The music of California-based composer, Jeffrey Parola, might be described as a mix of convention and invention, drawing inspiration from the Western classical canon, contemporary art music, jazz, and popular music. Parola’s compositions communicate in a diversity of styles and musical syntaxes, and seek to speak to the ever-sophisticated ear of the modern listener.
Parola’s overarching compositional philosophy is driven by his conviction that music must be enjoyed and understood, that it should be savory and digestible, that it ultimately touches the intellect, spirit, and heart.
His works have achieved success and garnered several awards throughout his youth, undergraduate, and graduate years. He received his B.A. in composition from the University of California, Los Angeles, and M.M. in composition from the San Francisco Conservatory of Music.
Upon graduation from the Conservatory, Parola began work as a full-time high school music teacher, and has since taken a three-year compositional sabbatical. Eager to write again, he is planning to return to composition over the course of the summer to build his portfolio for prospective doctoral programs in composition.
A hobbyist of many activities, Parola finds himself enjoying the outdoors, gym fitness, blogging, good food, films, and friends.
Truth, it seems, has become relative in our Age. The Specialist now marches towards his grave, and our world will soon be left only with armchair theologians, musicians, philosophers, and scientists. I am not looking forward to the day when planes are constructed by armchair engineers; but seeing as we suffer a time in which many loathe and renounce the discipline of the intellectual world, where many distrust science and the scientific method, the sky will fall, indeed.
Most people are on the world, not in it — have no conscious sympathy or relationship to anything about them — undiffused, separate, and rigidly alone like marbles of polished stone, touching but separate.
John Muir’s words inspired the title of my latest piece, In the World, for string quartet and soprano. The piece was written for a commission resulting from the Hoefer Prize, generously granted to me by the San Francisco Conservatory of Music.
I directed my attention to John Muir because of his connection to the Bay Area, and to California in general, since the work was to be composed for the SF Conservatory. Initially, I was attracted to his writings that chastised humanity for disrespecting and dismantling nature.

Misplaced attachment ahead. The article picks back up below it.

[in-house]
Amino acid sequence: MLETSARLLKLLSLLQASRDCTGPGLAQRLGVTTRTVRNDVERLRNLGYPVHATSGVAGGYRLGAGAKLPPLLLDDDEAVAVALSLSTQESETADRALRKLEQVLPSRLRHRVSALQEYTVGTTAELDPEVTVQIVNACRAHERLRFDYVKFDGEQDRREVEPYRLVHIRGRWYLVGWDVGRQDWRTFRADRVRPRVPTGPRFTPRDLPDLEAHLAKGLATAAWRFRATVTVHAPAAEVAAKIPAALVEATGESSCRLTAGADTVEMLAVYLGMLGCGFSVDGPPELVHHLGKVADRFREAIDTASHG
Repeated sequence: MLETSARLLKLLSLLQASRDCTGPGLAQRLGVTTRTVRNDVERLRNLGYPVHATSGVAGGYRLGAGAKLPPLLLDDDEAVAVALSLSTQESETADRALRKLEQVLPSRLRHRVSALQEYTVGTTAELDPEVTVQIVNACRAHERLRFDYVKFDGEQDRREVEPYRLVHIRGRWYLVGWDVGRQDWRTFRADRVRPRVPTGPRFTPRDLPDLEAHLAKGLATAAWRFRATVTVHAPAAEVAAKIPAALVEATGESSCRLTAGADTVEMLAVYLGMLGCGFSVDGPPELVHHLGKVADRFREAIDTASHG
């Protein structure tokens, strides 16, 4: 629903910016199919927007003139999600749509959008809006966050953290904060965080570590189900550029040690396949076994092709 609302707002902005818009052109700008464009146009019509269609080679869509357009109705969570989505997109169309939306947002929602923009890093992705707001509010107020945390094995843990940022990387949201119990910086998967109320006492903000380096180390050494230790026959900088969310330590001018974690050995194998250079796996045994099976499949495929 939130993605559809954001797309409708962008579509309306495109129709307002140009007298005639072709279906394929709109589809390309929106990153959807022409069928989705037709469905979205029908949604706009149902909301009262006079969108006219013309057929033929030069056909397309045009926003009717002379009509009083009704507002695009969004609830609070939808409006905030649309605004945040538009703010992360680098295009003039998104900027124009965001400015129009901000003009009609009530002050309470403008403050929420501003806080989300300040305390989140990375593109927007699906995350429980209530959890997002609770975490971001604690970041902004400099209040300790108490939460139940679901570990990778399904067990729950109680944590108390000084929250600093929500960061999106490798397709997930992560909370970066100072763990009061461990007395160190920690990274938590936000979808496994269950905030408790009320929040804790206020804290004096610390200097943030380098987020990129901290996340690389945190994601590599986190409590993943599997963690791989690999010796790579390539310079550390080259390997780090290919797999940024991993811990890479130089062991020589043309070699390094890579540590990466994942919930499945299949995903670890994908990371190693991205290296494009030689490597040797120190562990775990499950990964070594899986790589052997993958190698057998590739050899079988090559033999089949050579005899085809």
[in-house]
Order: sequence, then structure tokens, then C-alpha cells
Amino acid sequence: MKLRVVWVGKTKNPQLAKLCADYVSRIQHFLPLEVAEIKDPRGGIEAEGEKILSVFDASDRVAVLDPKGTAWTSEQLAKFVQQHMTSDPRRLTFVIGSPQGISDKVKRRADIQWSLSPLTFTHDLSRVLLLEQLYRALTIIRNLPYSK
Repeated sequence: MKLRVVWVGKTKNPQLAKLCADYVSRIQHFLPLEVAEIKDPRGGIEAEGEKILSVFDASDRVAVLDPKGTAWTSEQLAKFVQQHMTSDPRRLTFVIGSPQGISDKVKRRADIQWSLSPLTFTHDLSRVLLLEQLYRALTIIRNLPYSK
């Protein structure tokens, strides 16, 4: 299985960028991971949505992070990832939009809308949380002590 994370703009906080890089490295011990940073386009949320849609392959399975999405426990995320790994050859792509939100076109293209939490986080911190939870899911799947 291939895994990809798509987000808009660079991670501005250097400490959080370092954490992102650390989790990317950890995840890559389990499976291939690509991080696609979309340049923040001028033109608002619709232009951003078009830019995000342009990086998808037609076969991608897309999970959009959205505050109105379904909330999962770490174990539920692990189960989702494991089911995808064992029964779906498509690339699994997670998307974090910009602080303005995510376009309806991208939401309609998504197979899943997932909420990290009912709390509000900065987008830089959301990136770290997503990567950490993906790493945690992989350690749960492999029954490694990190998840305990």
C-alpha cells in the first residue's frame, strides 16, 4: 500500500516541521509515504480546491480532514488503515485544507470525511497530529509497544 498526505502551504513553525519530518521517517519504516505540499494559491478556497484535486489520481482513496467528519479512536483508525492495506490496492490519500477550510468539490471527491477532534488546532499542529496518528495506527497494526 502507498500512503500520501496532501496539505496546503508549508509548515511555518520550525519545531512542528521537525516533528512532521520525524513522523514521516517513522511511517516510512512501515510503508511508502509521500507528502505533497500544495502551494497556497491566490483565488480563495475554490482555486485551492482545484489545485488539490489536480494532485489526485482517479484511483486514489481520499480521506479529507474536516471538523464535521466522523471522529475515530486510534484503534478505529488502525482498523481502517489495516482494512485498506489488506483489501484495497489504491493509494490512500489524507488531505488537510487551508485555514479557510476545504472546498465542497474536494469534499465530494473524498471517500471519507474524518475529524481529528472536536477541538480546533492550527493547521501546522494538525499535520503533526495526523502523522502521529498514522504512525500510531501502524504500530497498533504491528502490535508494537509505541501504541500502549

Then I came across the quote above, in addition to several beautiful writings overflowing with affection for nature, and I realized that the piece needed to express and promote nature itself, and our deep-rooted love for it. (As far as “political” issues go, I prefer to be pro-disposed than con-disposed, these days.)
The result is three meditations on nature, filtered through the lens of my experiences in national parks over the course of the past year. I visited three beautiful parks in that time-frame: Joshua Tree, Pinnacles, and Zion.
I found myself stumbling upon a serendipitous coincidence: this year marks the National Park Service’s 100 year anniversary, as it was formed on August 25, 1916. John Muir is considered the “Father of the National Parks,” as his preservation efforts helped to form Yosemite, Sequoia, Grand Canyon, and Mount Rainier National Parks. The NPS was formed two years after his death.
This couldn’t be more perfect! Three national park visits. A piece for the SF Conservatory. An attraction to Muir’s writings. Et voilà!
The first two movements are entitled ‘Joshua’ and ‘Zion,’ each functioning as reflections of my experiences in those parks. Both movements are entirely instrumental, and they are quite atmospheric in an attempt to be “in the world” and its surroundings.
The third movement, entitled ‘Muir,’ is a song for soprano, set to words by John Muir. As mentioned above, I decided to choose texts that convey a tenderness for nature. Here are the texts:
We all flow from one fountain Soul. All are expressions of one Love. God does not appear, and flow out, only from narrow chinks and round bored wells here and there in favored races and places, but He flows in grand undivided currents, shoreless and boundless over creeds and forms and all kinds of civilizations and peoples and beasts, saturating all and fountainizing all.
– June 9, 1872 letter to Miss Catharine Merrill, from New Sentinel Hotel, Yosemite Valley
Everything is flowing — going somewhere, animals and so-called lifeless rocks as well as water. Thus the snow flows fast or slow in grand beauty-making glaciers and avalanches; the air in majestic floods carrying minerals, plant leaves, seeds, spores, with streams of music and fragrance; water streams carrying rocks… While the stars go streaming through space pulsed on and on forever like blood…in Nature’s warm heart.
– from My First Summer in the Sierra (1911)
Muir’s prose is vivid and poetic, expressing both his zeal for nature, and a profound understanding of humanity and our connection to the natural world. In my mind, the most beautiful part of his message lies in this phrase: “He flows in grand undivided currents, shoreless and boundless over creed and forms and all kinds of civilizations and peoples and beasts, saturating all and fountainizing all.”
Not only is it good for the earth that we are stewards of nature, but it is also good for us to partake in it, as it transcends our divisions.
In the World receives its world-premiere performance on 4 December 2016 at the San Francisco Conservatory of Music with the Thalea String Quartet.
The earth, this galaxy, the entire universe is hostile to life. It is a miracle that we get to take life-giving breaths every single day. The fact that we experience love, joy, and inspiration, in the midst of chaos, is a gift, and we should spend our days as grateful beings, knowing that we are blessed every single day.